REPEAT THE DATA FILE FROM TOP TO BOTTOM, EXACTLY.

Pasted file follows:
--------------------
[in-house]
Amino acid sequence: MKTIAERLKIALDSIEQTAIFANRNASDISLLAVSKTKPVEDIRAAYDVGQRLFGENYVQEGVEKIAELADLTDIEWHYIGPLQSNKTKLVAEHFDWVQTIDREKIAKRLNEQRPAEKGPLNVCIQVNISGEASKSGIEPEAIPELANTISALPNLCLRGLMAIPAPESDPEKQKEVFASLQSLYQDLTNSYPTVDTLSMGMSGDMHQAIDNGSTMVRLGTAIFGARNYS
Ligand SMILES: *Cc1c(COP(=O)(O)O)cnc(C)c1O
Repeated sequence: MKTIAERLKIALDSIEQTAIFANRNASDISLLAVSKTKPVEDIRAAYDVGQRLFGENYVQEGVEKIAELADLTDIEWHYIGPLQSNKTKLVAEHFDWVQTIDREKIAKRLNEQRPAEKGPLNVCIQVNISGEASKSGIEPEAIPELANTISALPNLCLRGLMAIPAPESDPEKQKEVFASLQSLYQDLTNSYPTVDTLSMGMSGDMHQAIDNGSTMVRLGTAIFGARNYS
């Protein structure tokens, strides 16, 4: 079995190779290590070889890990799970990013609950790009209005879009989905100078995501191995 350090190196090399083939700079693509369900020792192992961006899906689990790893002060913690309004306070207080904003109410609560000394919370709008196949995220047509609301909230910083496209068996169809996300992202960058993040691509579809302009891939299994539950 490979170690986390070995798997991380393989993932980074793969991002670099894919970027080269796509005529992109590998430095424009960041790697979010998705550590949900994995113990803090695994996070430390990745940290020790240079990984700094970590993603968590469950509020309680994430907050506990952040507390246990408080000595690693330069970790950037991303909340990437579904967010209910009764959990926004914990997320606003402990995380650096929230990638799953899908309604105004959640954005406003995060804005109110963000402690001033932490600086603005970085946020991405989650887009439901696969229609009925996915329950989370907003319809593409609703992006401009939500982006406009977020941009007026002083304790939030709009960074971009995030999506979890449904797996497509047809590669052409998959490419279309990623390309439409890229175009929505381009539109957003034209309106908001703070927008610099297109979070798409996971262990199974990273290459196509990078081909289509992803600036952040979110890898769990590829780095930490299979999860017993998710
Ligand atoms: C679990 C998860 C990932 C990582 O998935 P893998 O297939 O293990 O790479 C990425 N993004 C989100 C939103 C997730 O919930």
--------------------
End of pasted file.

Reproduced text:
[in-house]
Amino acid sequence: MKTIAERLKIALDSIEQTAIFANRNASDISLLAVSKTKPVEDIRAAYDVGQRLFGENYVQEGVEKIAELADLTDIEWHYIGPLQSNKTKLVAEHFDWVQTIDREKIAKRLNEQRPAEKGPLNVCIQVNISGEASKSGIEPEAIPELANTISALPNLCLRGLMAIPAPESDPEKQKEVFASLQSLYQDLTNSYPTVDTLSMGMSGDMHQAIDNGSTMVRLGTAIFGARNYS
Ligand SMILES: *Cc1c(COP(=O)(O)O)cnc(C)c1O
Repeated sequence: MKTIAERLKIALDSIEQTAIFANRNASDISLLAVSKTKPVEDIRAAYDVGQRLFGENYVQEGVEKIAELADLTDIEWHYIGPLQSNKTKLVAEHFDWVQTIDREKIAKRLNEQRPAEKGPLNVCIQVNISGEASKSGIEPEAIPELANTISALPNLCLRGLMAIPAPESDPEKQKEVFASLQSLYQDLTNSYPTVDTLSMGMSGDMHQAIDNGSTMVRLGTAIFGARNYS
């Protein structure tokens, strides 16, 4: 079995190779290590070889890990799970990013609950790009209005879009989905100078995501191995 350090190196090399083939700079693509369900020792192992961006899906689990790893002060913690309004306070207080904003109410609560000394919370709008196949995220047509609301909230910083496209068996169809996300992202960058993040691509579809302009891939299994539950 490979170690986390070995798997991380393989993932980074793969991002670099894919970027080269796509005529992109590998430095424009960041790697979010998705550590949900994995113990803090695994996070430390990745940290020790240079990984700094970590993603968590469950509020309680994430907050506990952040507390246990408080000595690693330069970790950037991303909340990437579904967010209910009764959990926004914990997320606003402990995380650096929230990638799953899908309604105004959640954005406003995060804005109110963000402690001033932490600086603005970085946020991405989650887009439901696969229609009925996915329950989370907003319809593409609703992006401009939500982006406009977020941009007026002083304790939030709009960074971009995030999506979890449904797996497509047809590669052409998959490419279309990623390309439409890229175009929505381009539109957003034209309106908001703070927008610099297109979070798409996971262990199974990273290459196509990078081909289509992803600036952040979110890898769990590829780095930490299979999860017993998710
Ligand atoms: C679990 C998860 C990932 C990582 O998935 P893998 O297939 O293990 O790479 C990425 N993004 C989100 C939103 C997730 O919930």